Anger Management in Action; Setting Realistic Expectations
Posted Jun 25 2013 6:35pm
How high should you set the bar for yourself or others in term of what you expect?
This was a recent discussion topic brought up by Robert in a recent fast-track anger management seminar that we held in Newport Beach, California. Set the bar too high and the gap between what you expect and what you get can cause disappointment, anger, and other undesirable emotions.
Yet, hope springs eternal, especially in regard to family members.
We can spend our whole lives hoping against hope that others will finally change, see the light, treat us better, or acknowledge us in the way we need to be acknowledged.
Yet, as Robert discovered, sometimes this is not to be, despite our best efforts and our noble intent. Robert is 65 years old, yet has almost daily angst over his relationship with his 90 year old father who lives in the Midwest. They talk to each other perhaps 3 times a year, with Robert always having to initiate the calls. His dad says “children should call parents; parents do not have to call children.”
In his dad’s mind that is just a fact, the way the world is. This rule of family interaction is written in a book somewhere, known only to parents.
Despite a lifetime of not being able to emotionally connect with each other, Robert decided enough was enough and made arrangements for him and his wife to visit his father this summer. He emailed the old man, asking if the visit dates were satisfactory. Robert had expectations that his Dad would be thrilled to get a visit (at 90 years old, one doesn’t want to wait too long). He also asked for hotel recommendations nearby.
The father’s response was two lines: “Those dates are OK. Will send you a list of hotels to your home address.” The coldness of it all made Robert’s head reel. Robert experienced immediate sadness, and frustration. These feelings “pulled up” a lifetime of memories of other similar encounters with his father that generated the same negative feelings.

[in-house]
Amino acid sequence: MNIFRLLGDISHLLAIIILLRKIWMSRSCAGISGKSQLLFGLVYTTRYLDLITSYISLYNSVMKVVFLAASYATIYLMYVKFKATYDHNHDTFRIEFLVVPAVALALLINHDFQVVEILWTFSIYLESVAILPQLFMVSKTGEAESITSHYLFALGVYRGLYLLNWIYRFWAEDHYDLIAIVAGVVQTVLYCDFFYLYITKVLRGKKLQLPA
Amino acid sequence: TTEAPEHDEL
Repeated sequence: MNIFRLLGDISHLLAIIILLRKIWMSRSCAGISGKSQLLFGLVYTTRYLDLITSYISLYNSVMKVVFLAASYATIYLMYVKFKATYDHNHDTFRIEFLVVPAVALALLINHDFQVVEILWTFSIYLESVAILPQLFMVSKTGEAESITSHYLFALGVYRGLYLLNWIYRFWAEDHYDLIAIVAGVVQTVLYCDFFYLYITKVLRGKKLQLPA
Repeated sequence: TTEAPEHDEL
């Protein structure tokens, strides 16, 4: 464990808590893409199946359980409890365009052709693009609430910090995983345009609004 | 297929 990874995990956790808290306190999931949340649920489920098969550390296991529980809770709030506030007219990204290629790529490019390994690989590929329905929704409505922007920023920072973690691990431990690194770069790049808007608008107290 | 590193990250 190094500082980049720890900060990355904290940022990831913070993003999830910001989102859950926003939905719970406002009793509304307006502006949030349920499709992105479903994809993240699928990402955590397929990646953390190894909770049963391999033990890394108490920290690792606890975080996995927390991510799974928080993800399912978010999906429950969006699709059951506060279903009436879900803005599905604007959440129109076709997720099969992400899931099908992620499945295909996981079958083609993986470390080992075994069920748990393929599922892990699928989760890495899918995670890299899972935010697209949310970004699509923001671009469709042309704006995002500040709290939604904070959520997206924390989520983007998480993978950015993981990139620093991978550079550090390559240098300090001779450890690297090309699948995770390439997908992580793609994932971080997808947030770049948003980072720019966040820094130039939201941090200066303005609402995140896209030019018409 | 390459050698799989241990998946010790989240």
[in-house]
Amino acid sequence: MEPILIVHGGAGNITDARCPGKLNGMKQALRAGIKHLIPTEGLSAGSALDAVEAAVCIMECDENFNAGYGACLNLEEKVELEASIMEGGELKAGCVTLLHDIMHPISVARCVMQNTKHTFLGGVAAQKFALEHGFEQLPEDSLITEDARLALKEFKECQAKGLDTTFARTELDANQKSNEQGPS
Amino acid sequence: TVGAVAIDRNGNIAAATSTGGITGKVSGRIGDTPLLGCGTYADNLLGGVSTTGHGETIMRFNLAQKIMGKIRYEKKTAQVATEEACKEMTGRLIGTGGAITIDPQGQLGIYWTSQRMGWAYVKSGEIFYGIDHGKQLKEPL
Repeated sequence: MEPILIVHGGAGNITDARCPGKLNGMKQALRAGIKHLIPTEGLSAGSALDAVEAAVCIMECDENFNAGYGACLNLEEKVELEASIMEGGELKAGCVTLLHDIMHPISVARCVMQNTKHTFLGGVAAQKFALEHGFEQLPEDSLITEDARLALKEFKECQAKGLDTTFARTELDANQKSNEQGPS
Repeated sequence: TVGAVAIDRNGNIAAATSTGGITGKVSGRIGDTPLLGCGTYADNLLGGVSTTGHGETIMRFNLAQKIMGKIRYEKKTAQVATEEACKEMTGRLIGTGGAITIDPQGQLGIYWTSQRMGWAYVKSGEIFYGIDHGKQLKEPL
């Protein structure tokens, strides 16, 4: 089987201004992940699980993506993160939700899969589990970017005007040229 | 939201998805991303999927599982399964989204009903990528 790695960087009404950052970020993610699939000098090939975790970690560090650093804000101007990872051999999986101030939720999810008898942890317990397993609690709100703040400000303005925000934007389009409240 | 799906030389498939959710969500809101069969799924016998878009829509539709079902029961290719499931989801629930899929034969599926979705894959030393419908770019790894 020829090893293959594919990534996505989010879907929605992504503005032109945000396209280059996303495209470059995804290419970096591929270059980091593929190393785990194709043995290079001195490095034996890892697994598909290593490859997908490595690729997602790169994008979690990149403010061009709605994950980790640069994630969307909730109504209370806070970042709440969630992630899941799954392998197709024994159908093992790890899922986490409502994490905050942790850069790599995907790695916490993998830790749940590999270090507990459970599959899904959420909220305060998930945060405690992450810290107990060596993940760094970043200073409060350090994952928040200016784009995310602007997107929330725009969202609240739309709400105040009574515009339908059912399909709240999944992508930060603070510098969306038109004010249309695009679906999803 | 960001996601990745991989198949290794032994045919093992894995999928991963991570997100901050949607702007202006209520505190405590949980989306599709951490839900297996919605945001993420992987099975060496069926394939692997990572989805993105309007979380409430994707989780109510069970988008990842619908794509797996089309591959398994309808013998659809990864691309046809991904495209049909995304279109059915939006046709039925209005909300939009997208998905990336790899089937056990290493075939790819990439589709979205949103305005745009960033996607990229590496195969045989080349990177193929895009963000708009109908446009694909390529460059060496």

This time Robert had expected (hoped)that his father would extend a warm welcome, would thank him for all the effort and expense being made for the trip, would suggest things they might do when Robert and his wife got there (The father is very mobile despite his age).
Instead Robert experienced ice in the father’s response.
The more he thought about it, the angrier he became. Finally he decided to tell the father how he was experiencing the father’s reply, namely, as not welcoming. Maybe, Robert thought, an emotional bridge could finally be built between them.
Telling the father explicitly how he felt was a huge step for Robert.
What do you predict happened?
Dad emailed back saying that Robert had “misdiagnosed” him and that “of course I want you to come.” That was it. No responsibility for coldness in communicating. It was Robert’s fault. Again.
Robert now has to work on accepting the fact that some people are just the way they are. Often this means they are incapable of emotional connection with others. His father has almost no empathy, has almost zero ability to understand other people’s emotions or motivations, and has no awareness of how his emotional distance affects people who try to get close to him.
Acceptance does not mean that we need to hate them, be upset with them, criticize them, or try to get them to change. They are what they are. Acceptance means dealing with that reality and perhaps even finding a way to love them anyhow.